Your back is a remarkable evolutionary triumph in design that allows for great strength while at the same time housing a delicate conduit for almost every nerve in your body. With the proper conditioning it can withstand a clean-and-jerk weight lifting competition and rugby football game. With the proper neglect it can “go out” picking up your beer from the coffee table. Your back is separated into two major sections. The Thoracic spine or your upper and middle back, and the Lumbar spine your lower back. The Thoracic spine is composed of 12 bones or vertebrae. The Lumbar spine has 5 vertebrae. The vertebrae provide the bony strength of the spine and house your spinal cord. The spinal cord in essence connects your brain to every part of your body. Each nerve that exits your spinal cord does so through a hole between the vertebrae. Between each bony vertebrae there is also a cartilaginous disc or the shock absorber of your spine. The complex layers of ligament and muscle overlying the spine provide additional support and integrity for the structures underneath. This ingenious design allows us to bend and twist with amazing agility and still stand up-right. Problems arise when one or more parts of this complex system fail.

For example, we have all heard someone say they have arthritis in their back. Well, they would actually be unusual if they didn’t. Over time we all develop some degree of Degenerative Joint Disease, which sounds horrible but its not. It’s life. The bones in our spine begin to wear and change shape near the edges or margins around the age of 25. This change in the bone is termed degenerative or arthritic change. This is different from an actual Arthritis, which means an active inflammation of bones and joints. When the vertebrae begin to show signs of degenerative change, the framework of our spines begin to do a progressively poorer job of supporting our back! The same problems arise no matter what is affecting the vertebrae, whether it is a fracture or Osteoporosis (A loss of bone density). When the framework is bad the support is bad. The person can not bend, twist and stand up-right without compromising those delicate nerves underneath. Your body reminds you with Pain! Granted this a vast oversimplification but it illustrates a point. We are mechanical beings that can only perform if the machine is healthy. Unfortunately the back machine breaks down a lot. It is estimated that 80% of the adult population in our country will experience some form of low back pain in their life time (Tribune media services, 91-92-93). The probability that you will experience a bout of low back pain is extremely high. For example, the prevalence of low back pain in the USA in any given month, is 41.7% in females, and 34.5% in males (Spine 1995;20:1889-1894). These statistics taken as they are, produce a certain anxiety in most, myself included. But, keeping the spine healthy is not really difficult.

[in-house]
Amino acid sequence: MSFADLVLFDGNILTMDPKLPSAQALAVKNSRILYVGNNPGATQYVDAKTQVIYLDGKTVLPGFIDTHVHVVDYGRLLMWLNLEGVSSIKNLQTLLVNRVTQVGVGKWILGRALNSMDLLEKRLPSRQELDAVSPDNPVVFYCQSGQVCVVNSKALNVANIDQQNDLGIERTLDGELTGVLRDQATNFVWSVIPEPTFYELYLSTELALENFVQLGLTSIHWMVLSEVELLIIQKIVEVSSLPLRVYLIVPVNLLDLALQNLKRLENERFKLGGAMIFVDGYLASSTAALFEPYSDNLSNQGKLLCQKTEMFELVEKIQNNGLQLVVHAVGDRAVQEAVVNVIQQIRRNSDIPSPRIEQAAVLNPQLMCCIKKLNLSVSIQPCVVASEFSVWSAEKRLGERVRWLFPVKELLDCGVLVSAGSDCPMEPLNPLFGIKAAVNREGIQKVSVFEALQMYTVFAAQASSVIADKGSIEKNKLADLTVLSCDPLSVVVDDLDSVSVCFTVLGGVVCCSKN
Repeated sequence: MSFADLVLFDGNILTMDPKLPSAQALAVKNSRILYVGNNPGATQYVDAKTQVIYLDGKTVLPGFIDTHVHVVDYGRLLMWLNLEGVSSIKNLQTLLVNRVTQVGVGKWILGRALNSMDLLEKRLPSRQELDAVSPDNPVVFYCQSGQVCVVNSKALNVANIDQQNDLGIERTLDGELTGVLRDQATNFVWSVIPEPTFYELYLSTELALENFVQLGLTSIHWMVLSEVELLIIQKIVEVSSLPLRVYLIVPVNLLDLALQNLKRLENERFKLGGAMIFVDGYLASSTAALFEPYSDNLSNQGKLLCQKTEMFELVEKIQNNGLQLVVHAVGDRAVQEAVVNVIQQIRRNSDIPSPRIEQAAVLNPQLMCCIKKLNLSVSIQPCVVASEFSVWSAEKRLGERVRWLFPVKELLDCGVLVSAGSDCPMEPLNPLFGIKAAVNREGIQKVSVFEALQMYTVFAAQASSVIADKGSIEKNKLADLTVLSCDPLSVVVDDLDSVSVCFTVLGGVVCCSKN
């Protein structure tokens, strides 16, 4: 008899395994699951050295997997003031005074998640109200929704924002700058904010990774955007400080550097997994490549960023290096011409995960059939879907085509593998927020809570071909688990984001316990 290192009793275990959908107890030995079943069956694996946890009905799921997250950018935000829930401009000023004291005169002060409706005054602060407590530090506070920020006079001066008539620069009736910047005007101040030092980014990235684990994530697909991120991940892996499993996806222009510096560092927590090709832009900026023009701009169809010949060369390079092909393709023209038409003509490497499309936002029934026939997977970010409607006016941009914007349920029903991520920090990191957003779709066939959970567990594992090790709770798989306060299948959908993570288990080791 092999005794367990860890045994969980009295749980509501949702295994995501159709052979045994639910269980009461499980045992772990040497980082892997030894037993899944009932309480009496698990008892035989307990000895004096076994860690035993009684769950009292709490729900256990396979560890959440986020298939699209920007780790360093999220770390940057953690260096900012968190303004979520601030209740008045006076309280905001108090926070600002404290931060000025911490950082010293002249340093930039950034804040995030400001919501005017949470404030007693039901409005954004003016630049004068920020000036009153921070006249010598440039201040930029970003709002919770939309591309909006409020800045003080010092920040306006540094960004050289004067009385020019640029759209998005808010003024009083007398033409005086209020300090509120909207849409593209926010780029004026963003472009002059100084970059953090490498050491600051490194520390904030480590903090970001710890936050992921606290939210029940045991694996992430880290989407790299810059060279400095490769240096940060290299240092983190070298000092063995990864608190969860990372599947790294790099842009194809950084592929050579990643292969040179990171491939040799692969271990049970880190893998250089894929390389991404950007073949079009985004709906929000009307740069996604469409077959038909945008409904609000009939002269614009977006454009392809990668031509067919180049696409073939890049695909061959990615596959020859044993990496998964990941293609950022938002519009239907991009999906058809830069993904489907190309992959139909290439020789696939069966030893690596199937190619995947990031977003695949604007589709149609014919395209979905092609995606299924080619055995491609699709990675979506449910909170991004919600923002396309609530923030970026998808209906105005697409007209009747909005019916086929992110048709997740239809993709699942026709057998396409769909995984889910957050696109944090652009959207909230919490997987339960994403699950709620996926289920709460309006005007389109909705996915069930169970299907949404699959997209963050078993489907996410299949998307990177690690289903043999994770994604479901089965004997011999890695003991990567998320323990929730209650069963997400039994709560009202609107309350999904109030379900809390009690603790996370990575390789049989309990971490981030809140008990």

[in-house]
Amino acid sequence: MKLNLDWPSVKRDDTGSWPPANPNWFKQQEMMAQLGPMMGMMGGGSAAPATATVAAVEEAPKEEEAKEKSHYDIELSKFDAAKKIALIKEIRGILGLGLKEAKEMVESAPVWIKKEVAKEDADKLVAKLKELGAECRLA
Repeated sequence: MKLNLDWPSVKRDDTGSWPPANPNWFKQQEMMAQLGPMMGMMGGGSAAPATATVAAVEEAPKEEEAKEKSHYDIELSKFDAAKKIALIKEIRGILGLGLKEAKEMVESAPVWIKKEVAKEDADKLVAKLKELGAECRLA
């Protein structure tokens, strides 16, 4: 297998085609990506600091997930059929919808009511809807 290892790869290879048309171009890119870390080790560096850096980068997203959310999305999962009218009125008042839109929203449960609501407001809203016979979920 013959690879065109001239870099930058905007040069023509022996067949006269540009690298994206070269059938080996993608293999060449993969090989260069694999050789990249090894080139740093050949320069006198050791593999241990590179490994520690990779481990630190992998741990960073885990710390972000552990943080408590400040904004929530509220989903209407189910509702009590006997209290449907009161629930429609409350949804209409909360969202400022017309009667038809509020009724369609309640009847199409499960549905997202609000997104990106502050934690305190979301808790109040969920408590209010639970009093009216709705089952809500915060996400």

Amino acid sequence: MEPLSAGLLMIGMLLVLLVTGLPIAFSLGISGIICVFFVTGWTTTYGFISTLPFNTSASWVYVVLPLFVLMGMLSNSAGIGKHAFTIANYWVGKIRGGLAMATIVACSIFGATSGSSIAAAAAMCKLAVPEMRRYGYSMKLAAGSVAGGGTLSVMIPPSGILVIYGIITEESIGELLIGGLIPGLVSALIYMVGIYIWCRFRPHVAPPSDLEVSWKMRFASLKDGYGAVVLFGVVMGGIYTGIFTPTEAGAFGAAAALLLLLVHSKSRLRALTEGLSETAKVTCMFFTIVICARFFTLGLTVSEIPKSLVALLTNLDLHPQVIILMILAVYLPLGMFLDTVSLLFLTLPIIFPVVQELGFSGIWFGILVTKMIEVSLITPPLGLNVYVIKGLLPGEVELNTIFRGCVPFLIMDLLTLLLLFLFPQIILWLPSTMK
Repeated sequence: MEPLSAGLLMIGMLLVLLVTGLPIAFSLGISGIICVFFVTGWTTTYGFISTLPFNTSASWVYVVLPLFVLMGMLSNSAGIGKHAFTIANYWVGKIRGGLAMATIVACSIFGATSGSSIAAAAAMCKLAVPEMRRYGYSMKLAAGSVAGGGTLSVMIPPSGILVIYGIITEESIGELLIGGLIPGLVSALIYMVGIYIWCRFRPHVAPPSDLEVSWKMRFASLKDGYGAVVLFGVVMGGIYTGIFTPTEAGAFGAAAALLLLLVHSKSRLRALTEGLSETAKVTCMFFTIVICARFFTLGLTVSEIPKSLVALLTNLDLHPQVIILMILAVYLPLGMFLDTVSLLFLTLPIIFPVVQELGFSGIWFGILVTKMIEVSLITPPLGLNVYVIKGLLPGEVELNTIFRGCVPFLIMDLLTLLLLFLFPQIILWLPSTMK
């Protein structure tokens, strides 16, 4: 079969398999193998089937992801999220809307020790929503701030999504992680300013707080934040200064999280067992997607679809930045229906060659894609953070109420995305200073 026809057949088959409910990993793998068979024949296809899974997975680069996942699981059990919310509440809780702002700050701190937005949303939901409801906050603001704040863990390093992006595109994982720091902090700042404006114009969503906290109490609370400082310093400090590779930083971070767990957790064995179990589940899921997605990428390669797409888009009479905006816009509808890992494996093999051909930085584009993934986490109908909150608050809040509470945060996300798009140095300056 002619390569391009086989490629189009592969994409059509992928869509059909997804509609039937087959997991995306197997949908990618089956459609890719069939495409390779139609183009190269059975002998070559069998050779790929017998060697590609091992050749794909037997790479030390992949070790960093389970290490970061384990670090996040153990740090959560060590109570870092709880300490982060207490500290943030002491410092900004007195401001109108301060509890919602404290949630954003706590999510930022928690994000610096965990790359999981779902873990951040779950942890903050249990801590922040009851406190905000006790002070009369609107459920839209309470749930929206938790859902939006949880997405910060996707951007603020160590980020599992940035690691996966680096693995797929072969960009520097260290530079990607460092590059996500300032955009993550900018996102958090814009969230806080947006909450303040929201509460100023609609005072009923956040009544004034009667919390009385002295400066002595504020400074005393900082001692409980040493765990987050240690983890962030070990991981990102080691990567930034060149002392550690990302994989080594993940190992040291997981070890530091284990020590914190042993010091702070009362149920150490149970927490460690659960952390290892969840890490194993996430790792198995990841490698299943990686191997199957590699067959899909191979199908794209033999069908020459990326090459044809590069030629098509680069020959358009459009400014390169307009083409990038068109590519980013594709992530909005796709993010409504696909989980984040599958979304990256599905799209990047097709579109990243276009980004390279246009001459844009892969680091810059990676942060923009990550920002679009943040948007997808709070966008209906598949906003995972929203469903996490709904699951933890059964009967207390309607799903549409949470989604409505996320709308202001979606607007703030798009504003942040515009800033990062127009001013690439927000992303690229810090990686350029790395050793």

If you want to keep those vertebrae healthy you have to eat well balanced meals and keep up your intake of Calcium and Vitamin D. For Calcium, you want 1,200 mg/day to age 24 and 800 mg/day as a healthy adult over age 24. For Vitamin D, you want 10ug/day to age 25 and 5ug/day as a healthy adult over age 25. Another important aspect of keeping all your bones healthy is the need for exercise. Believe it or not, your bones do continue to grow after puberty. They do not grow longer, that’s determined by genetics, but they do grow thicker. If you do some form of weight baring exercise on a regular basis you significantly decrease your likely-hood of developing Osteoporosis whether you are male or female. The weight bearing exercise increases the bone’s density and thickness over time.

What about those discs providing shock absorption and flexibility in your spine? You may have heard of someone with a slipped disc or hernitated disc. These are serious injuries requiring medical intervention. These injuries are, in simple terms, what happen when that cartilaginous disc material moves under the presser of our weight. The displaced disc material places pressure on one or more nerves exiting the spinal cord. The symptoms are painful to say the least. The single best thing we can do to help the health of our discs is drink water. The disc needs nutrients as much as any part of the body but it has less direct blood supply as for example a muscle. A dehydrated disc can not perform its functions because it looses elasticity. If you keep yourself well hydrated the disc can bring in the things it needs by osmosis. It makes a huge difference! Would you believe that your discs actually absorb enough water to change your height? If you don’t believe me, measure your height in the morning and then again before you go to bed. The example works better in children than adults but one actually becomes shorter during the day as the weight of our bodies squeeze out the water from our discs.